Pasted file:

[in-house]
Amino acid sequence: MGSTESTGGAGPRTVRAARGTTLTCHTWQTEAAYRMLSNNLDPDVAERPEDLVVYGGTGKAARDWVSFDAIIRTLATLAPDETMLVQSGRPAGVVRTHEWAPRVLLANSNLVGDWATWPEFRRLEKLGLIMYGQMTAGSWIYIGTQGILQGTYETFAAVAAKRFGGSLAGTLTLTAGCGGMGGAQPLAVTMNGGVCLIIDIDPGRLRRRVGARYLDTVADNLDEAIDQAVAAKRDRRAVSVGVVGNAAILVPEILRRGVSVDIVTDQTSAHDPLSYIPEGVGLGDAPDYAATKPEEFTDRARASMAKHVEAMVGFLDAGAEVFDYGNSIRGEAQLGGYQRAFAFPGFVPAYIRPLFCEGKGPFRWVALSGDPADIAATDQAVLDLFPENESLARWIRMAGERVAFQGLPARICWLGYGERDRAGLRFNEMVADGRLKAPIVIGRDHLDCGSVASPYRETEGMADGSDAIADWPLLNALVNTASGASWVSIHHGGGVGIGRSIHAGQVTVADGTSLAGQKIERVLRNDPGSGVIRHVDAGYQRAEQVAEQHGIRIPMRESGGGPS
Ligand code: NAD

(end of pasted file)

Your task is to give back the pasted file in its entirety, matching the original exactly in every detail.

[in-house]
Amino acid sequence: MGSTESTGGAGPRTVRAARGTTLTCHTWQTEAAYRMLSNNLDPDVAERPEDLVVYGGTGKAARDWVSFDAIIRTLATLAPDETMLVQSGRPAGVVRTHEWAPRVLLANSNLVGDWATWPEFRRLEKLGLIMYGQMTAGSWIYIGTQGILQGTYETFAAVAAKRFGGSLAGTLTLTAGCGGMGGAQPLAVTMNGGVCLIIDIDPGRLRRRVGARYLDTVADNLDEAIDQAVAAKRDRRAVSVGVVGNAAILVPEILRRGVSVDIVTDQTSAHDPLSYIPEGVGLGDAPDYAATKPEEFTDRARASMAKHVEAMVGFLDAGAEVFDYGNSIRGEAQLGGYQRAFAFPGFVPAYIRPLFCEGKGPFRWVALSGDPADIAATDQAVLDLFPENESLARWIRMAGERVAFQGLPARICWLGYGERDRAGLRFNEMVADGRLKAPIVIGRDHLDCGSVASPYRETEGMADGSDAIADWPLLNALVNTASGASWVSIHHGGGVGIGRSIHAGQVTVADGTSLAGQKIERVLRNDPGSGVIRHVDAGYQRAEQVAEQHGIRIPMRESGGGPS
Ligand code: NAD